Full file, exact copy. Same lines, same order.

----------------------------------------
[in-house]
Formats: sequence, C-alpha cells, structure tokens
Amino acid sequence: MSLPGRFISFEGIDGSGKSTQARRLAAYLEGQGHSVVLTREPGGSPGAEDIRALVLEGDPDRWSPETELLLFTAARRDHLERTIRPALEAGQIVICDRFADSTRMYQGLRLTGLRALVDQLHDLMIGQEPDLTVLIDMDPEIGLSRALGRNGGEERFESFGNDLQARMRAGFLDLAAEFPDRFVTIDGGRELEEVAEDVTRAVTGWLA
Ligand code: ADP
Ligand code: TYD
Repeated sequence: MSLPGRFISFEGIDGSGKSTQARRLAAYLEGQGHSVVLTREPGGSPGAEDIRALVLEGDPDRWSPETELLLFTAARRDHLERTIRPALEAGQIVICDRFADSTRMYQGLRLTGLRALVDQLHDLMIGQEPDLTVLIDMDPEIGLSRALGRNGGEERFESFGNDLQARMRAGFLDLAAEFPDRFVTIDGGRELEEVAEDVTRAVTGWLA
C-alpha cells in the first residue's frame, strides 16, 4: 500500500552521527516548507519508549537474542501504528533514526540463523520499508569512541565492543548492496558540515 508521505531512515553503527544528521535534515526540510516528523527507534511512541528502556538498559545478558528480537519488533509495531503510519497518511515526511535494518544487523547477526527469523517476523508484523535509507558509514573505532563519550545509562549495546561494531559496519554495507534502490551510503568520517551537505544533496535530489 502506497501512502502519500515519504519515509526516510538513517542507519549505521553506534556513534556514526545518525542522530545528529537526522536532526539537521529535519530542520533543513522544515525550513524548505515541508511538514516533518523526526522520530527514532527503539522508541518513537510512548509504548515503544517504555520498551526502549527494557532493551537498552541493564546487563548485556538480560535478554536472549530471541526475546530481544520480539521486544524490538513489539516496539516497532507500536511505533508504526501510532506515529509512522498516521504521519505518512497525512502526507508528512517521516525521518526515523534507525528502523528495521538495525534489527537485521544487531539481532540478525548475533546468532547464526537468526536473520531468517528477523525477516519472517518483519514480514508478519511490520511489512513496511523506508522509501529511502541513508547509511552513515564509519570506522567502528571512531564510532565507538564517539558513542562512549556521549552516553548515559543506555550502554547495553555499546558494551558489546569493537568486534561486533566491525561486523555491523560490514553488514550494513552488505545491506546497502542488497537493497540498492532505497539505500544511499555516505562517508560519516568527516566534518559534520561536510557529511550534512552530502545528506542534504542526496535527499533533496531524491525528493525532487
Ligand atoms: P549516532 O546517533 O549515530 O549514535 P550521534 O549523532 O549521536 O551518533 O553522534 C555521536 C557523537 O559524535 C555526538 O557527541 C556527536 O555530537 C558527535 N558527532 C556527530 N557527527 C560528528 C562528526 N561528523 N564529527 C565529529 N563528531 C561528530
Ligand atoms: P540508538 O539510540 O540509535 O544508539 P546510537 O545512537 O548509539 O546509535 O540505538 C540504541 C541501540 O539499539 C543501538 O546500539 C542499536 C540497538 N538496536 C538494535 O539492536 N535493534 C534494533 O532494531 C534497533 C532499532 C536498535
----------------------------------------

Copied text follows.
[in-house]
Formats: sequence, C-alpha cells, structure tokens
Amino acid sequence: MSLPGRFISFEGIDGSGKSTQARRLAAYLEGQGHSVVLTREPGGSPGAEDIRALVLEGDPDRWSPETELLLFTAARRDHLERTIRPALEAGQIVICDRFADSTRMYQGLRLTGLRALVDQLHDLMIGQEPDLTVLIDMDPEIGLSRALGRNGGEERFESFGNDLQARMRAGFLDLAAEFPDRFVTIDGGRELEEVAEDVTRAVTGWLA
Ligand code: ADP
Ligand code: TYD
Repeated sequence: MSLPGRFISFEGIDGSGKSTQARRLAAYLEGQGHSVVLTREPGGSPGAEDIRALVLEGDPDRWSPETELLLFTAARRDHLERTIRPALEAGQIVICDRFADSTRMYQGLRLTGLRALVDQLHDLMIGQEPDLTVLIDMDPEIGLSRALGRNGGEERFESFGNDLQARMRAGFLDLAAEFPDRFVTIDGGRELEEVAEDVTRAVTGWLA
C-alpha cells in the first residue's frame, strides 16, 4: 500500500552521527516548507519508549537474542501504528533514526540463523520499508569512541565492543548492496558540515 508521505531512515553503527544528521535534515526540510516528523527507534511512541528502556538498559545478558528480537519488533509495531503510519497518511515526511535494518544487523547477526527469523517476523508484523535509507558509514573505532563519550545509562549495546561494531559496519554495507534502490551510503568520517551537505544533496535530489 502506497501512502502519500515519504519515509526516510538513517542507519549505521553506534556513534556514526545518525542522530545528529537526522536532526539537521529535519530542520533543513522544515525550513524548505515541508511538514516533518523526526522520530527514532527503539522508541518513537510512548509504548515503544517504555520498551526502549527494557532493551537498552541493564546487563548485556538480560535478554536472549530471541526475546530481544520480539521486544524490538513489539516496539516497532507500536511505533508504526501510532506515529509512522498516521504521519505518512497525512502526507508528512517521516525521518526515523534507525528502523528495521538495525534489527537485521544487531539481532540478525548475533546468532547464526537468526536473520531468517528477523525477516519472517518483519514480514508478519511490520511489512513496511523506508522509501529511502541513508547509511552513515564509519570506522567502528571512531564510532565507538564517539558513542562512549556521549552516553548515559543506555550502554547495553555499546558494551558489546569493537568486534561486533566491525561486523555491523560490514553488514550494513552488505545491506546497502542488497537493497540498492532505497539505500544511499555516505562517508560519516568527516566534518559534520561536510557529511550534512552530502545528506542534504542526496535527499533533496531524491525528493525532487
Ligand atoms: P549516532 O546517533 O549515530 O549514535 P550521534 O549523532 O549521536 O551518533 O553522534 C555521536 C557523537 O559524535 C555526538 O557527541 C556527536 O555530537 C558527535 N558527532 C556527530 N557527527 C560528528 C562528526 N561528523 N564529527 C565529529 N563528531 C561528530
Ligand atoms: P540508538 O539510540 O540509535 O544508539 P546510537 O545512537 O548509539 O546509535 O540505538 C540504541 C541501540 O539499539 C543501538 O546500539 C542499536 C540497538 N538496536 C538494535 O539492536 N535493534 C534494533 O532494531 C534497533 C532499532 C536498535